My life consists of managing migraine triggers, symptoms, and treatments. What I experience is not what everyone else experiences. We are all different and react differently. Migraine is a tricky thing and so much more than a headache! This page consists of lists of what I'm experiencing and my stories. Remember that I am not a doctor and to consult one for medical advice.

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Migraine Triggers

triggers

Below, I have a list of my top migraine triggers and how I manage them. I have personal stories, resources, and ideas on how to avoid or deal with migraine triggers. When I think I understand my triggers, it changes and I discover more possible common triggers.

While the cause of migraine is still unknown, triggers can bring on migraine attacks in many different ways in each individual.  Triggers can vary from day to day, person to person. They are thought to cause a series of events in the brain which leads to migraine symptoms.  Some triggers are avoidable or manageable. Larger triggers give little to no warning or allow prevention.  I have linked my experiences below.  I need consistency and it takes lifestyle choices and awareness to avoid migraine triggers. There are so many factors to consider. Identifying triggers can help and everyone is different!

Change in Routine

I need consistency in my life to manage migraine triggers. Any change in sleep, routine, hormones, weather, food, and life affect me.  I try to keep things on a schedule and when I can’t, prepare with ways to offset the change.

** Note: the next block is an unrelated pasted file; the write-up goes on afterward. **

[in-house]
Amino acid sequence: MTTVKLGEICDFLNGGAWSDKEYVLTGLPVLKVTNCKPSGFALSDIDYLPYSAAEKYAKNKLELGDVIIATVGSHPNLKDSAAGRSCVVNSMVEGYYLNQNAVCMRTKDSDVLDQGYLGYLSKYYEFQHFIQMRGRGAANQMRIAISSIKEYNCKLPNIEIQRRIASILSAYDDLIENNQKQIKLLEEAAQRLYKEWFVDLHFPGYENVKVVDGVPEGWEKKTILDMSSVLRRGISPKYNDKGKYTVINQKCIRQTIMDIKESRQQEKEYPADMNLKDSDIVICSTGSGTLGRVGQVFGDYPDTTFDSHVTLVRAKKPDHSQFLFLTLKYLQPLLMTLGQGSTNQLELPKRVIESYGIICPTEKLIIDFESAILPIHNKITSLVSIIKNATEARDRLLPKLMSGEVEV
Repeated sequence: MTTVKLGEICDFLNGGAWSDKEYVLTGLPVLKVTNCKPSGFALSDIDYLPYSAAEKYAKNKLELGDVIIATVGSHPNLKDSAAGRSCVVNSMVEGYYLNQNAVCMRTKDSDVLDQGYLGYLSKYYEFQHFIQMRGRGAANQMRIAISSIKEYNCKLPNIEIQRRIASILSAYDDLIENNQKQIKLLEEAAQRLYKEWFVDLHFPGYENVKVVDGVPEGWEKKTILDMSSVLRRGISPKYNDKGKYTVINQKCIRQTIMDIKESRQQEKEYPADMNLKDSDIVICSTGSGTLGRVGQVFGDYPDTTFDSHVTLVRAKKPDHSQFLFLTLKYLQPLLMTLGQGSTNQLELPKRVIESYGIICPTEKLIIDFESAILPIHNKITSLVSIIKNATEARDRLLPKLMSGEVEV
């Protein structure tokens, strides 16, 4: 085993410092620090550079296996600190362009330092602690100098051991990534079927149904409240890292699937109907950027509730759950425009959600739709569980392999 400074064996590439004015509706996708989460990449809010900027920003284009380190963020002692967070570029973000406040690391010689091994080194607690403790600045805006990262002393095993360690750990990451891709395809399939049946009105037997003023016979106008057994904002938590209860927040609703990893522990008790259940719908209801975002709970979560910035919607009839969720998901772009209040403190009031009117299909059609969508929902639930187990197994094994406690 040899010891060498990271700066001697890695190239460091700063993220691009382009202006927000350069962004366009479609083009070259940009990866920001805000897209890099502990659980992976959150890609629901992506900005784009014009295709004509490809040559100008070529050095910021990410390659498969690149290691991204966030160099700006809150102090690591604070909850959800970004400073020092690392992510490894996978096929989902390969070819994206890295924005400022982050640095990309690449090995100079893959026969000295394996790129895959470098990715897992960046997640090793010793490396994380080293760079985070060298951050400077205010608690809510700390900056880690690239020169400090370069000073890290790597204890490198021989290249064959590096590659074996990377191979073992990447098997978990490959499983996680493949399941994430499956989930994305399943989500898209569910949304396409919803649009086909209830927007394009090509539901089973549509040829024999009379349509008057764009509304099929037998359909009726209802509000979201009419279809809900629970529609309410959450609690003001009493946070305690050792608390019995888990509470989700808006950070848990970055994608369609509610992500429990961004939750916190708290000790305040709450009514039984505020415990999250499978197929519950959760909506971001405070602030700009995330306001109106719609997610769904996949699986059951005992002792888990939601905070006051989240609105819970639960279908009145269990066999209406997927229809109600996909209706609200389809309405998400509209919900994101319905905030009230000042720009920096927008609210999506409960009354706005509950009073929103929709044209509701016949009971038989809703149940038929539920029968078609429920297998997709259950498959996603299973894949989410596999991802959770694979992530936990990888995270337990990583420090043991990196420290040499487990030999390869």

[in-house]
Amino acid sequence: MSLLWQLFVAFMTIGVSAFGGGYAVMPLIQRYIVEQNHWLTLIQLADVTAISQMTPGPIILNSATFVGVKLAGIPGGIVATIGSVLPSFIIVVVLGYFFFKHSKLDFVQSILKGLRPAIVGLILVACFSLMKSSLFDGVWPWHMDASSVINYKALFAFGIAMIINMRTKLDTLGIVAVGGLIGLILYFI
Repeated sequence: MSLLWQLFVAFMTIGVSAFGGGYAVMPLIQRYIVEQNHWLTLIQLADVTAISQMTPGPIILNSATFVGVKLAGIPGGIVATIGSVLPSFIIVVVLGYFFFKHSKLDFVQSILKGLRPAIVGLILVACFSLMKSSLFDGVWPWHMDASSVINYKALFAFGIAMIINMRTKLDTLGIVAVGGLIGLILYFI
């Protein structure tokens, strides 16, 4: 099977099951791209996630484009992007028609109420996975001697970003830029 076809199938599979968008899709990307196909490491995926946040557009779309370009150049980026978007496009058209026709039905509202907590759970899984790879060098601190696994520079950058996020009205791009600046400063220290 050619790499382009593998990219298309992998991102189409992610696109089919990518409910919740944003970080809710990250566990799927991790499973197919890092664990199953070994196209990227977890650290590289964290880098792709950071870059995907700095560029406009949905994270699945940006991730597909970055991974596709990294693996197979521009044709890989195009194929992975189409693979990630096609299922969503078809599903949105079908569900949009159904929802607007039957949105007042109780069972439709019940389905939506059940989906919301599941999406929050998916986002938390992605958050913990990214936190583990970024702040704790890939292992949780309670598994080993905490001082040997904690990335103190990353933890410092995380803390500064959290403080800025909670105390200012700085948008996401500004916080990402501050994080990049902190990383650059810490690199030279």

Weekend let down

Change in sleep

Hormonal Triggers

Do periods cause migraines? No, researchers are still working on the cause.  But my period triggers a migraine every month and is related. I first noticed migraine spikes when I started my menstrual cycle in high school.  The cramps were horrible but the migraines were the worst! I learned to prevent before my period and oftentimes after. The change before and after effect me. I have spoken with my gynecologist to have the best birth control that can help my attacks. I experience auras which is an important thing to discuss with your doctor.

Environmental Triggers

Any type of environmental change can trigger migraine. My Migraine Life likes consistency and I do my best to stick to it. Weather is a migraine trigger and so hard to avoid. I love to travel yet it is a lot to manage symptoms, prepare for migraine attacks and avoid common migraine triggers. I struggle with the light, sound, smell, and even touch sensitives where ever I go.

Weather changes

Snow Glare

Outdoor light

Indoor light

Screen Time

Smell

Noise

Travel

Altitude

Humidity

Allergies

Coughing

Work Environment

Food and Drinks